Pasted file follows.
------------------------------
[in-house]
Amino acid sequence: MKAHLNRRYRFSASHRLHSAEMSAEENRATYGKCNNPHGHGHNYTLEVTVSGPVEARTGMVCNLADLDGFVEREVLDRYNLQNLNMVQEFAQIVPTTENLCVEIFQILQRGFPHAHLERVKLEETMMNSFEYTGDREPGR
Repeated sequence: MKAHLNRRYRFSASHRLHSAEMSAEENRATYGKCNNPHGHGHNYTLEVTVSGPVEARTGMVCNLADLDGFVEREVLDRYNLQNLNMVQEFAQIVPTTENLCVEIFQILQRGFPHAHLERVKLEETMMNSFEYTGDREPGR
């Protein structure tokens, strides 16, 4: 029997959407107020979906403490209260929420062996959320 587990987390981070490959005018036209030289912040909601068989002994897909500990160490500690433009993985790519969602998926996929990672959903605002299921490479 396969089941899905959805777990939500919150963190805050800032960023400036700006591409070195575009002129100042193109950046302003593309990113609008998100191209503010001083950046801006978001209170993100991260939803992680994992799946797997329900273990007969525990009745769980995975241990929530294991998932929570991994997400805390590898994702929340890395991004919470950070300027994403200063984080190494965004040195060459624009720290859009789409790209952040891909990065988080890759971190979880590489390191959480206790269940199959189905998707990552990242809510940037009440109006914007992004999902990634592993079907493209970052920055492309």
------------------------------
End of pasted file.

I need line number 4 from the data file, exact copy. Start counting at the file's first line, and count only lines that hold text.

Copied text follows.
């Protein structure tokens, strides 16, 4: 029997959407107020979906403490209260929420062996959320 587990987390981070490959005018036209030289912040909601068989002994897909500990160490500690433009993985790519969602998926996929990672959903605002299921490479 396969089941899905959805777990939500919150963190805050800032960023400036700006591409070195575009002129100042193109950046302003593309990113609008998100191209503010001083950046801006978001209170993100991260939803992680994992799946797997329900273990007969525990009745769980995975241990929530294991998932929570991994997400805390590898994702929340890395991004919470950070300027994403200063984080190494965004040195060459624009720290859009789409790209952040891909990065988080890759971190979880590489390191959480206790269940199959189905998707990552990242809510940037009440109006914007992004999902990634592993079907493209970052920055492309």